Black Bean Prisoners on Parade
209. [MIER EXPEDITION]. SEMANARIO DE MONTERREY. Alcance al Semanario nùm. 110 del jueves 9 de Febrero de 1843 [newspaper extra with description of the reception at Cadereyta Jiménez of the troops escorting the Texans captured at Mier, text commences] Celebridad patriótica con que en la Ciudad de Cadereyta Jiménez se recibieron à las tropas vencedoras en la Villa de Mier que conducian los prisioneros el dia 26 de Enero de 1843. [At end] [Monterrey]: Imprenta del Gobierno á cargo de Froylan de Mier, .  [1, blank] pp., printed in two columns. 31.2 x 21.75 cm. Creased at center where formerly folded and lightly tanned, but generally very fine and untrimmed.
First edition. Streeter 997.5 (locating only the copy at Yale). Charno lists the Monterrey newspaper Semanario Politico del Gobierno de Nuevo León, noting its establishment in 1835 and locating issues as late as 1846 at Yale and the San Jacinto Museum (the Benson Collection at the University of Texas also holds an incomplete run of issues, extending to 1849).
The Texan-Mier prisoners were marched through Mexican towns on their way to Perote Prison, as this publication makes clear. The Mexican column in this case stopped at Cadereyta Jiménez in Nuevo León, about twenty-five miles from Monterrey, on January 26, 1843, where an extravagant reception and public festival were held to celebrate the Mexican victory over the Texans. The first report concerns a general description of what occurred, which, as Streeter says, included “triumphal arches, salvos of cannon, a solemn Te Deum, fireworks, and speeches....” The Texas prisoners were also paraded in front of the populace and denounced. As part of the celebration, Miguel de la Garza y Garza gave a rousing speech filled with classical allusions to ancient heroism, which is printed here in its entirety. Following his speech, Vicente Gómez del Corral also gave a congratulatory address, made all the more unusual because he was a mere youth, thereby rendering his presentation as the only recorded condemnation of the Mier expedition by a child.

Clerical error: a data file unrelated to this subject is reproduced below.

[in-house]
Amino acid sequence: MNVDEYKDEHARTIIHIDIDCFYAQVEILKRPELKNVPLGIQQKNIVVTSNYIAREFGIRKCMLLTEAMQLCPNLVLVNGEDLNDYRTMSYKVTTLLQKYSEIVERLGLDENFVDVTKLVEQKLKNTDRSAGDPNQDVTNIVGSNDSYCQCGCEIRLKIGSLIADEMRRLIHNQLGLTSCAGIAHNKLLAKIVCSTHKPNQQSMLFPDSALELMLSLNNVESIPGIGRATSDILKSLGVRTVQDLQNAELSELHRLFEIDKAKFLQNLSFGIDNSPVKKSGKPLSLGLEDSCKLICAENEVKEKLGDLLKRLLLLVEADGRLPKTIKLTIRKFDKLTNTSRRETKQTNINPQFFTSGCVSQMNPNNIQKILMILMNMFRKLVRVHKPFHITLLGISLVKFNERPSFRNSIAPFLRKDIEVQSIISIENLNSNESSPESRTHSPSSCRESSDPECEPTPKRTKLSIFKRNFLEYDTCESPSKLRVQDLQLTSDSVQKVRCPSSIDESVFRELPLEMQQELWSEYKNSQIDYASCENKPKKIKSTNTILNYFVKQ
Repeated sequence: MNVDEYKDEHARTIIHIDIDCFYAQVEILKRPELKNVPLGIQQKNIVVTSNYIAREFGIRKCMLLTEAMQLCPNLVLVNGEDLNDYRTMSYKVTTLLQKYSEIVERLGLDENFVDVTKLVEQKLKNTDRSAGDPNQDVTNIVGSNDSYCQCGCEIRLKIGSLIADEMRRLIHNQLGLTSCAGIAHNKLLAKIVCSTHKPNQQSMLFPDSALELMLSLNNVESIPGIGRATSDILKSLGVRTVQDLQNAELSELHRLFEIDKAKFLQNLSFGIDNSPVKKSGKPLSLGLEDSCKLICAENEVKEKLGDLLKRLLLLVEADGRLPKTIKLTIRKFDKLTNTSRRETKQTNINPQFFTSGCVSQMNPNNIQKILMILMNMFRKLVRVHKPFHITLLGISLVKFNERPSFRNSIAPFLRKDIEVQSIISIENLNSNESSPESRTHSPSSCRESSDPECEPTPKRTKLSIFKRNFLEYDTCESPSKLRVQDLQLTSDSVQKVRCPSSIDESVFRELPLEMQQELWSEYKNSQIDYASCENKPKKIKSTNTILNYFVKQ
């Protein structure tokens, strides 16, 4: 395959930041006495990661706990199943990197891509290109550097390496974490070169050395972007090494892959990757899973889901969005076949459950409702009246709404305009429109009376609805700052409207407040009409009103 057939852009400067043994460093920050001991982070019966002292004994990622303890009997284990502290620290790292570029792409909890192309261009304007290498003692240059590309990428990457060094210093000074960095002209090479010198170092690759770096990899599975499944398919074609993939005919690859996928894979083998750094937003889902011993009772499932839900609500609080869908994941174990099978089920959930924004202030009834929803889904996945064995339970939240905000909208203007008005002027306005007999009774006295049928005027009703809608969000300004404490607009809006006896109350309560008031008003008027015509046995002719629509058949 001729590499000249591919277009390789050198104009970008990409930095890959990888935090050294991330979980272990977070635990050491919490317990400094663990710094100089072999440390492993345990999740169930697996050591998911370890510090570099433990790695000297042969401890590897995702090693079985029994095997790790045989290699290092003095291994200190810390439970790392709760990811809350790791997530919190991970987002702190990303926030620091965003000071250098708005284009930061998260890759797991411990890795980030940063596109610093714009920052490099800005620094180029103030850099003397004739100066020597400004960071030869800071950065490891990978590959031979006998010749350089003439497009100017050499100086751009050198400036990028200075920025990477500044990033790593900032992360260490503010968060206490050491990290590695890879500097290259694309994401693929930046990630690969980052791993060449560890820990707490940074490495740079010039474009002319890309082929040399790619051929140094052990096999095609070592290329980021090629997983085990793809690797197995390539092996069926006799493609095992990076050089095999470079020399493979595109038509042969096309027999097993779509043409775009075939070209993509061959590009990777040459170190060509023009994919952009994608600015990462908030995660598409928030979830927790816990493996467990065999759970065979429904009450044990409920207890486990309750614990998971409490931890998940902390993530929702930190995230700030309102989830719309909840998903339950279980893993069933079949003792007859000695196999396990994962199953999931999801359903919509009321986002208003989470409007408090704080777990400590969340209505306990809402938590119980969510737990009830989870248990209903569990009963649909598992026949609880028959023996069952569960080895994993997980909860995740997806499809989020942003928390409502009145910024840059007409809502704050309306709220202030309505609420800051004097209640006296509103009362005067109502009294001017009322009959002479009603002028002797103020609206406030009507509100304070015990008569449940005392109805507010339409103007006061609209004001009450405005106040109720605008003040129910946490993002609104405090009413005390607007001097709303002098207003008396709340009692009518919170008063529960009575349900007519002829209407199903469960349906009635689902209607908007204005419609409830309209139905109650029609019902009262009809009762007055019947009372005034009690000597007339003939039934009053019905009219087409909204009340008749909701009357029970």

The Texan officers had arrived several days prior to the events described here, but Mexican commander Savariego refused to allow his prisoners to be put on public display. A few days later, however, the main body of Mier Expedition troops arrived, and although treated humanely on the whole, they were paraded in front of the jubilant populace as described here and discussed by J. M. Nance, Dare-Devils All: The Texan Mier Expedition, 1842-1844 (Austin: Eakin Press, 1998, pp. 201-202, 207).
“The Mier expedition, the last of the raiding expeditions from Texas into the area south of the Nueces River during the days of the Republic of Texas, was the most disastrous of the expeditions from Texas into Mexico” (Handbook of Texas Online: Mier Expedition). After capturing Laredo and Guerrero, Texas commander Alexander Somervell decided that it was safer to retreat back into Texas than to remain in northern Mexico, a decision that provoked the majority of his command to ignore the order and to invade Mexico in search of plunder. Electing William S. Fisher as their leader, the Texans proceeded to capture Mier.
After a ruse detained the Texans, they subsequently decided to take the town by force. Mexican general Pedro de Ampudia was able to force the Texans to capitulate on December 26, 1842, after a long day of hard fighting, which event is gleefully celebrated here. The treatment of the prisoners has been controversial ever since. The most famous subsequent event was the Black Bean Episode that resulted in the execution of seventeen Texans. Several men eventually managed to escape and others were released. In September, 1844, the remaining Texans were released from Perote Prison on Santa-Anna’s orders. The capture of the Mier Expedition was announced in Monterrey on January 1, 1843 (see Streeter 997.2 and our Auction 20, Lot 141). ($2,500-5,000)
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